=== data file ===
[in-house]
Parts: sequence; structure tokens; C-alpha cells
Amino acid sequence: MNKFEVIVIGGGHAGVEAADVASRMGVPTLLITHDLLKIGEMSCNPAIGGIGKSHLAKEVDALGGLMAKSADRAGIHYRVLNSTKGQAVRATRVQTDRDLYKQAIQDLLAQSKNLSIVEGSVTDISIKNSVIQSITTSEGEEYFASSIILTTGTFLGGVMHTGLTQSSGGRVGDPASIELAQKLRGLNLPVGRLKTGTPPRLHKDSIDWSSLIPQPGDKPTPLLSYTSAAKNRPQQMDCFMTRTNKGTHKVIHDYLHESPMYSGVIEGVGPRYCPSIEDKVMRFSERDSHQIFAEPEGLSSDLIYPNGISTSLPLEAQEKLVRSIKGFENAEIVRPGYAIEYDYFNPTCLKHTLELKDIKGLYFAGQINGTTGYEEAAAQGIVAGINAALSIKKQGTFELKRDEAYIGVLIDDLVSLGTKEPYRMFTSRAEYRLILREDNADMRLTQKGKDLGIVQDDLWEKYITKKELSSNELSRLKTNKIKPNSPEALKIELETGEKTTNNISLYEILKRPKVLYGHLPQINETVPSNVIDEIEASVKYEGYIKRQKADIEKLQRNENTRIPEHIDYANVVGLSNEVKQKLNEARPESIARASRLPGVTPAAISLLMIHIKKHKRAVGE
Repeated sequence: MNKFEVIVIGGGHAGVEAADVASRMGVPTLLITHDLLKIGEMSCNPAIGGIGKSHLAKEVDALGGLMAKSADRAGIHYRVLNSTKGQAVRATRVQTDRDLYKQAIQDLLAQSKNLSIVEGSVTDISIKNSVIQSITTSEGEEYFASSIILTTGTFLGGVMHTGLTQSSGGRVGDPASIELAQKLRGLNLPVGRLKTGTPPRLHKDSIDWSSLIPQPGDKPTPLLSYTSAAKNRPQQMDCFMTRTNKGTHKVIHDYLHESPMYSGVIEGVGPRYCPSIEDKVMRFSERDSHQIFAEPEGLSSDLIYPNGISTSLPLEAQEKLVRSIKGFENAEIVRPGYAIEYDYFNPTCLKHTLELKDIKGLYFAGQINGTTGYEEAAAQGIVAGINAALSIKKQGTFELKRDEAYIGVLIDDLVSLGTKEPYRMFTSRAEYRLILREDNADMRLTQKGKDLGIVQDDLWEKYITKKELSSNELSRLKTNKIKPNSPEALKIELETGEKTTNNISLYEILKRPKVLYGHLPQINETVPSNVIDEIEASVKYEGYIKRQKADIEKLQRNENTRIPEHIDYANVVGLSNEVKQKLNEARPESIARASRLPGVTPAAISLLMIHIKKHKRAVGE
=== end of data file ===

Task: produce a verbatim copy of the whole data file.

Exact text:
[in-house]
Parts: sequence; structure tokens; C-alpha cells
Amino acid sequence: MNKFEVIVIGGGHAGVEAADVASRMGVPTLLITHDLLKIGEMSCNPAIGGIGKSHLAKEVDALGGLMAKSADRAGIHYRVLNSTKGQAVRATRVQTDRDLYKQAIQDLLAQSKNLSIVEGSVTDISIKNSVIQSITTSEGEEYFASSIILTTGTFLGGVMHTGLTQSSGGRVGDPASIELAQKLRGLNLPVGRLKTGTPPRLHKDSIDWSSLIPQPGDKPTPLLSYTSAAKNRPQQMDCFMTRTNKGTHKVIHDYLHESPMYSGVIEGVGPRYCPSIEDKVMRFSERDSHQIFAEPEGLSSDLIYPNGISTSLPLEAQEKLVRSIKGFENAEIVRPGYAIEYDYFNPTCLKHTLELKDIKGLYFAGQINGTTGYEEAAAQGIVAGINAALSIKKQGTFELKRDEAYIGVLIDDLVSLGTKEPYRMFTSRAEYRLILREDNADMRLTQKGKDLGIVQDDLWEKYITKKELSSNELSRLKTNKIKPNSPEALKIELETGEKTTNNISLYEILKRPKVLYGHLPQINETVPSNVIDEIEASVKYEGYIKRQKADIEKLQRNENTRIPEHIDYANVVGLSNEVKQKLNEARPESIARASRLPGVTPAAISLLMIHIKKHKRAVGE
Repeated sequence: MNKFEVIVIGGGHAGVEAADVASRMGVPTLLITHDLLKIGEMSCNPAIGGIGKSHLAKEVDALGGLMAKSADRAGIHYRVLNSTKGQAVRATRVQTDRDLYKQAIQDLLAQSKNLSIVEGSVTDISIKNSVIQSITTSEGEEYFASSIILTTGTFLGGVMHTGLTQSSGGRVGDPASIELAQKLRGLNLPVGRLKTGTPPRLHKDSIDWSSLIPQPGDKPTPLLSYTSAAKNRPQQMDCFMTRTNKGTHKVIHDYLHESPMYSGVIEGVGPRYCPSIEDKVMRFSERDSHQIFAEPEGLSSDLIYPNGISTSLPLEAQEKLVRSIKGFENAEIVRPGYAIEYDYFNPTCLKHTLELKDIKGLYFAGQINGTTGYEEAAAQGIVAGINAALSIKKQGTFELKRDEAYIGVLIDDLVSLGTKEPYRMFTSRAEYRLILREDNADMRLTQKGKDLGIVQDDLWEKYITKKELSSNELSRLKTNKIKPNSPEALKIELETGEKTTNNISLYEILKRPKVLYGHLPQINETVPSNVIDEIEASVKYEGYIKRQKADIEKLQRNENTRIPEHIDYANVVGLSNEVKQKLNEARPESIARASRLPGVTPAAISLLMIHIKKHKRAVGE